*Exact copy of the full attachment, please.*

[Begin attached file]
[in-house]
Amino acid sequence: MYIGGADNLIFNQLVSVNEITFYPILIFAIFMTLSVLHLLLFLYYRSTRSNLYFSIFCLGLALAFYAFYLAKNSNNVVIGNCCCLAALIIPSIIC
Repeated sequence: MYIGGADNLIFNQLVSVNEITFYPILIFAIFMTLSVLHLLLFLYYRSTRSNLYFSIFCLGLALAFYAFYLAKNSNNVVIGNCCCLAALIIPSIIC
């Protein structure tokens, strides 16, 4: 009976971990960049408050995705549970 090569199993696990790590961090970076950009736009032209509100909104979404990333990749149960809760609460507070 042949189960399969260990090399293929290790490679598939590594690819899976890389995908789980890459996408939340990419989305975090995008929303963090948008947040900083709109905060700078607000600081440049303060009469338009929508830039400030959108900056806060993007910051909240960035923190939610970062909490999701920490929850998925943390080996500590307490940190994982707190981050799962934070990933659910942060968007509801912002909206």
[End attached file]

[in-house]
Amino acid sequence: MYIGGADNLIFNQLVSVNEITFYPILIFAIFMTLSVLHLLLFLYYRSTRSNLYFSIFCLGLALAFYAFYLAKNSNNVVIGNCCCLAALIIPSIIC
Repeated sequence: MYIGGADNLIFNQLVSVNEITFYPILIFAIFMTLSVLHLLLFLYYRSTRSNLYFSIFCLGLALAFYAFYLAKNSNNVVIGNCCCLAALIIPSIIC
């Protein structure tokens, strides 16, 4: 009976971990960049408050995705549970 090569199993696990790590961090970076950009736009032209509100909104979404990333990749149960809760609460507070 042949189960399969260990090399293929290790490679598939590594690819899976890389995908789980890459996408939340990419989305975090995008929303963090948008947040900083709109905060700078607000600081440049303060009469338009929508830039400030959108900056806060993007910051909240960035923190939610970062909490999701920490929850998925943390080996500590307490940190994982707190981050799962934070990933659910942060968007509801912002909206």